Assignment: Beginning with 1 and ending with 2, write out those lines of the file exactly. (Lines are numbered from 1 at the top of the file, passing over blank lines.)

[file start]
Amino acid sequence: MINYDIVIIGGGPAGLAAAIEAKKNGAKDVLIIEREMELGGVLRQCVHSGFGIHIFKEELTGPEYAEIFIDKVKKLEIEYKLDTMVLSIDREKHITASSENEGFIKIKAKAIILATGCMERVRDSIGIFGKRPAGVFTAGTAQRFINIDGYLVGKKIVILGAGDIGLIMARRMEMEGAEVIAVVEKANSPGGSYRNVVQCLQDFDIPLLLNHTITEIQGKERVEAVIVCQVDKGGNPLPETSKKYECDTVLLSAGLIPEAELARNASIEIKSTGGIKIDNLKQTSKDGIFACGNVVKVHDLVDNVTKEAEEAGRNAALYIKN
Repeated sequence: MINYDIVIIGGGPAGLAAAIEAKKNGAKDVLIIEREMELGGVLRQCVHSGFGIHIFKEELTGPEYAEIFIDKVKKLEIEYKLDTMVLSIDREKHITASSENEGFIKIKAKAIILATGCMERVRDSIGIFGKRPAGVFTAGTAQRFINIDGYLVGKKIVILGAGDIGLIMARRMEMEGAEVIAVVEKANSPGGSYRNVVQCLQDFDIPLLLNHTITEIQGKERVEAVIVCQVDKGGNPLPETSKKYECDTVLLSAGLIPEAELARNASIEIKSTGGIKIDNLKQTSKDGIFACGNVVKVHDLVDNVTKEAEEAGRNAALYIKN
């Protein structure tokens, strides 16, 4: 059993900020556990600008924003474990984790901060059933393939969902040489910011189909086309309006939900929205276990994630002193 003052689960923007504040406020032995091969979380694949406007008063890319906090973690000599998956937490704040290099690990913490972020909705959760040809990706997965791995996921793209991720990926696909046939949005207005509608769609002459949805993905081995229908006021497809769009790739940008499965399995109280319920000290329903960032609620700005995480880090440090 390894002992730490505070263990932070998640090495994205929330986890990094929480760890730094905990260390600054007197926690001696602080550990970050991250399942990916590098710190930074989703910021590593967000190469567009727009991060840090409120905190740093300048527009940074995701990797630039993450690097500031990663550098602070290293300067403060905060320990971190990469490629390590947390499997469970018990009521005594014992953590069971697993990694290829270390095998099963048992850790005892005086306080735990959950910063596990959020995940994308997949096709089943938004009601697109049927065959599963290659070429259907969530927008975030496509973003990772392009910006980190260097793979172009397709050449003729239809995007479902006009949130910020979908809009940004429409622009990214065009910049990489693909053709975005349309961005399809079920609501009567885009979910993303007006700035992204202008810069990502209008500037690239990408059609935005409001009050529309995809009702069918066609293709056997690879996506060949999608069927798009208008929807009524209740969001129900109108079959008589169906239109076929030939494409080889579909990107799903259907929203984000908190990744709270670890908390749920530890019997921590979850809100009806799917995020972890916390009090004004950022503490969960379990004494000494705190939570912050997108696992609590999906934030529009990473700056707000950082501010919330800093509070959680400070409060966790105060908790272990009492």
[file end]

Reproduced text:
Amino acid sequence: MINYDIVIIGGGPAGLAAAIEAKKNGAKDVLIIEREMELGGVLRQCVHSGFGIHIFKEELTGPEYAEIFIDKVKKLEIEYKLDTMVLSIDREKHITASSENEGFIKIKAKAIILATGCMERVRDSIGIFGKRPAGVFTAGTAQRFINIDGYLVGKKIVILGAGDIGLIMARRMEMEGAEVIAVVEKANSPGGSYRNVVQCLQDFDIPLLLNHTITEIQGKERVEAVIVCQVDKGGNPLPETSKKYECDTVLLSAGLIPEAELARNASIEIKSTGGIKIDNLKQTSKDGIFACGNVVKVHDLVDNVTKEAEEAGRNAALYIKN
Repeated sequence: MINYDIVIIGGGPAGLAAAIEAKKNGAKDVLIIEREMELGGVLRQCVHSGFGIHIFKEELTGPEYAEIFIDKVKKLEIEYKLDTMVLSIDREKHITASSENEGFIKIKAKAIILATGCMERVRDSIGIFGKRPAGVFTAGTAQRFINIDGYLVGKKIVILGAGDIGLIMARRMEMEGAEVIAVVEKANSPGGSYRNVVQCLQDFDIPLLLNHTITEIQGKERVEAVIVCQVDKGGNPLPETSKKYECDTVLLSAGLIPEAELARNASIEIKSTGGIKIDNLKQTSKDGIFACGNVVKVHDLVDNVTKEAEEAGRNAALYIKN